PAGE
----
Players to depart during 1986 included Rollo Goetz (1977-1985 76 games, 54 goals) and Rob Semmens (1985 20 games, 8 goals) due to a severe leg injury.
Brett McTaggart returned to the Club in 1986 after a season with Essendon
Star Spotswood goalkicker, Andrew Gibson, joined Williamstown in 1986
Tony Pastore also crossed to Williamstown from Spotswood in 1986
Williamstown coaches gather in 1986, from left Max Papley, Wally Carter, Terry Wheeler, Gerry Callahan & Barry Gill
Club stalwarts, Myrtle Deller & George Holdsworth, both passed away in 1986.
1986 playing list
The Williamstown Backers Group was another supporter fund-raising arm of the Club at the time
Round 4 v. Port at home, the first trifecta over Port since 1972
Round 7 v. Camberwell at home, a total of 142 goals kicked by Willi
Larry Simmons, 9 goals against Camberwell in round 7
Round 16 v. Camberwell at Camberwell, the VFA's highest-ever score & winning margin.
Not a bad day for the club, 172 goals kicked across the three grades.
Andrew Gibson meets the great Ron Todd following his record 22-goal haul v. Camberwell in round 16
Alun Owen, voted most consistent player for 1986, clears at Sandringham in round 18
Tony Pastore gets a handball away at Sandringham in the eight-goal victory, 24.21.165-18.9.117, in round 18
Grant Smith gets a kick away against Preston in the first semi-final at the Junction Oval, St Kilda
1986 first semi-final action, Mark Fotheringham and David Brine (Preston).
Grant Smith (#37) flies for a mark in the first semi-final against Preston at Junction Oval
Grant Smith marks in the preliminary final against Frankston in front of Barry Round and Mark Fotheringham (#20)
VFA Thirds grand final teams, featuring future senior players Brett Gould (1989-1998 143 games, 31 goals), Glen Brook (1988-1990 8 games, 8 goals), Gavin Johnstone (1988 two games, no goals), Ross Hodges (1988 two games, no goals), Ian Argus (1987 3 games, one goal) and Leyton Miles (1990-1992 20 games, 15 goals).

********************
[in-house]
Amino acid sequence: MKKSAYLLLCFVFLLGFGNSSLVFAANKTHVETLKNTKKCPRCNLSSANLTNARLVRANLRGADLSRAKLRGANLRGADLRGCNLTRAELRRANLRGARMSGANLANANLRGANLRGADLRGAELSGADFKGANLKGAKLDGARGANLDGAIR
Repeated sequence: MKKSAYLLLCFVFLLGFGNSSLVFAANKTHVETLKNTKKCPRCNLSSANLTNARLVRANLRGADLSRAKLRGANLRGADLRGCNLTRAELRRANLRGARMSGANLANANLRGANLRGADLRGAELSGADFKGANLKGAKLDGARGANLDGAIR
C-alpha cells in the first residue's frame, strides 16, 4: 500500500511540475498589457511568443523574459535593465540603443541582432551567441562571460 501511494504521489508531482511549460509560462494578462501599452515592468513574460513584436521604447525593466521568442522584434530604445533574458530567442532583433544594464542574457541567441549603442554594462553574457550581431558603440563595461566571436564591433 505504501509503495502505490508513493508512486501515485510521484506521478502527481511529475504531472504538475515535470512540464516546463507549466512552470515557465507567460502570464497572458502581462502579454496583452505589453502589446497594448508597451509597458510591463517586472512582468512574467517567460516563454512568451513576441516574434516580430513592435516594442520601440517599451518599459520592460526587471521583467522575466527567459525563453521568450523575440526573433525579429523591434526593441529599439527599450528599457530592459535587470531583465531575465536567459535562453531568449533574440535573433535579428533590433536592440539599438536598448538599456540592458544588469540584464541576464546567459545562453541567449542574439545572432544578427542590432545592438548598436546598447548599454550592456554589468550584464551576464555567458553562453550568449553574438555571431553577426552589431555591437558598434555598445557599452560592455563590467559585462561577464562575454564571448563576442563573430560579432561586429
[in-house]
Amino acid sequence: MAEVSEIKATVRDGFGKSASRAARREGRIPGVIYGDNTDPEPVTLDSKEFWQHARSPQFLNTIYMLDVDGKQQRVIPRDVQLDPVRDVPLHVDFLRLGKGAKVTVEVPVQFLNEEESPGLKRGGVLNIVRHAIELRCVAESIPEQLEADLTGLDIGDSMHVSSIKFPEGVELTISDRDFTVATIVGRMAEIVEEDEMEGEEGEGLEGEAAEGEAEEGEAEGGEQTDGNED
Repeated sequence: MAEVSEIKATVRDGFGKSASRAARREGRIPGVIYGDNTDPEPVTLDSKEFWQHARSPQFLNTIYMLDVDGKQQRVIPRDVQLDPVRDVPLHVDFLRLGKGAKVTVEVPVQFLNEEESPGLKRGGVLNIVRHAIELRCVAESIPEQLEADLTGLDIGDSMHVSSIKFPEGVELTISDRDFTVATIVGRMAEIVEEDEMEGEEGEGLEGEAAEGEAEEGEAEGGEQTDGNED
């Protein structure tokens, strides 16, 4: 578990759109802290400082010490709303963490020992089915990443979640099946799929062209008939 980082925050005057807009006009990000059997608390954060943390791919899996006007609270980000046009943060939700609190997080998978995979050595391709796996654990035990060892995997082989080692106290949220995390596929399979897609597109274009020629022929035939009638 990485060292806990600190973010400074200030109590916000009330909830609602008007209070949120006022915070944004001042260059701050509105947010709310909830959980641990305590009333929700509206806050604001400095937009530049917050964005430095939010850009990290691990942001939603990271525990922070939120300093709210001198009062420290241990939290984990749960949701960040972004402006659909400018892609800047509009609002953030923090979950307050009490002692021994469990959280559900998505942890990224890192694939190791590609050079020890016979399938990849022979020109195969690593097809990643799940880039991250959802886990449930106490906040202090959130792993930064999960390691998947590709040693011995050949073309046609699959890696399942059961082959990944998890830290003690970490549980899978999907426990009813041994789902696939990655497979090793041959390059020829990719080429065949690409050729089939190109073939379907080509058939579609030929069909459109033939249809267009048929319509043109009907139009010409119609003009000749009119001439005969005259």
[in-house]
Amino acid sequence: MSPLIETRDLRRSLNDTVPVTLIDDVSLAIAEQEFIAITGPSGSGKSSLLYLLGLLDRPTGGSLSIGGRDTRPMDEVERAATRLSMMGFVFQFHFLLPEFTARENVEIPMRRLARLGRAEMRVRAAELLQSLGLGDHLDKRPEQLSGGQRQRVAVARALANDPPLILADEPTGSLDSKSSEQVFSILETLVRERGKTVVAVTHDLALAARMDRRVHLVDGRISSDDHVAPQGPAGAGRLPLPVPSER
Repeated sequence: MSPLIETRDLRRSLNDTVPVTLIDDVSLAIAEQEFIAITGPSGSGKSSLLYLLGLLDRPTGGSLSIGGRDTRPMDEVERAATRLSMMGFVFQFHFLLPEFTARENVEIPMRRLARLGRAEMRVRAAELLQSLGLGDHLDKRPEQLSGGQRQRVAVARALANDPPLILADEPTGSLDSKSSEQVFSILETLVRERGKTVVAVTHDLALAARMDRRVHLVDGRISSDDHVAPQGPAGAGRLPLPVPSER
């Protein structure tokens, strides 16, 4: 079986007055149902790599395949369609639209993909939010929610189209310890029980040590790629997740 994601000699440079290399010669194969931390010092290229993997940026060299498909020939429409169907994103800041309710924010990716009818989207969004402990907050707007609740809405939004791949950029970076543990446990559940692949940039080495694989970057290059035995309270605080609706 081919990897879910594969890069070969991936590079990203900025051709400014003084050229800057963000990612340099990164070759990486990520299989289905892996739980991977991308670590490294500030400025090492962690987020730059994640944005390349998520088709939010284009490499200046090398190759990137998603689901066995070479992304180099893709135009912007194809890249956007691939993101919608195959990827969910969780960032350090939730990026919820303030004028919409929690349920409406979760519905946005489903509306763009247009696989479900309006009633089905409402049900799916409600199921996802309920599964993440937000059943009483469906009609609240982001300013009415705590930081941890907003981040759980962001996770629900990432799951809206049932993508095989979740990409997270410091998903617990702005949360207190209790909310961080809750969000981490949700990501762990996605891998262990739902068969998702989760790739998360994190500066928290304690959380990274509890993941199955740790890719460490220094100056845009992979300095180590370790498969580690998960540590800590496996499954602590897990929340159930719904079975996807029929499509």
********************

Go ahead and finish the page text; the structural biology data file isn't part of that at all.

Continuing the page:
Thirds (Under 19's) winning Grand Final result
Suspended full back Mark Brierty was replaced in the Grand Final by first-year player Tony Pastore, who was awarded the Norm Goss Memorial Medal for best-on-ground.
Defender Alun Owen clears the ball during the Grand Final against Coburg
Glenn Murphy traps the ball during the 1986 Grand Final v. Coburg
Grant Smith takes one of his 12 marks in the Grand Final over Barry Round and Coburg's Brad Nimmo
Glenn Murphy(#14) gets a defensive fist in to spoil Coburg's Ross Christensen
Wayne 'Roo' Muschialli marks in the Grand Final
Mark Fotheringham takes a grab in the Grand Final under pressure from Coburg's Mark Zanon
Mark Fotheringham fires off a handball during the Grand Final
Wayne Muschialli about to mark in the Grand Final while Glenn Murphy looks on
Grant Smith in a contest for the ball during the Grand Final while Barry Round looks on
Deputy vice-captain Glenn Murphy marks strongly in the Grand Final against Coburg
Captain-coach Terry Wheeler with the premiership cup
Williamstown ruckman, Barry Round, is chaired from the ground at the end of the Grand Final
Ricky Slevison, Sandy Morrison, Ron James and Mark Fotheringham celebrate the win in the 1986 grand final
Mark Fotheringham with the premiership cup while President Tony Hannebery looks on
Captain-coach Terry Wheeler, leader in the most successful year in the Club's long history
1986 Reserves winning Grand Final result
Back row: Andy Maher, Bill Mitchell, Tom McGowan, Phillip Brook, Peter Shorthouse, Rob Dimartino, Alun Owen, Wayne Muschialli, Vin Dimartino, Stephen Eather, Steve Knight
Third row: Peter Lane, Laurie Taylor, Grant Smith, Andrew Gibson, Barry Round, Kim Kershaw, Tony Dullard, Glenn Murphy, Tony Pastore, Ian Rickman, Sandy Morrison
Second row: Mark Kennedy, Ricky Knight, Ricky Slevison, Bruce Davis, Terry Wheeler (C/C), Kevin Hughes, Chris Sandells, Doug Cooper
Front row: Lindsay Cahill, Brett McTaggart, Ron James, Steven Weir, Paul Johns, Larry Simmons, Nick Dimartino, Kevin Sait
Absent: Mark Fotheringham (vice-captain)
Williamstown Football Club - 1986 VFA Under 19s - Premiers
BACK ROW: Leyton Miles, Craig Dawson, Ray Arandez, Vin Dimartino, Frank Dimartino, Brett Gould, Michael Corum, Richie Raeburn, Wayne Taylor, Joe Ferguson
MIDDLE ROW: Mark Anderson, Shane Roache, Ross College, Scott Daykin, Mark Owen, Robert Purves, Scott Whitzell, Tom McGowan
FRONT ROW: Ross Hodges, Brad Stafford, Ian Argus, Craig Steinhardt (Captain) Bruce Davis (Coach), Gavin Johnstone (Vice Captain), Ross Jackson, Glenn Evans, Glen Brook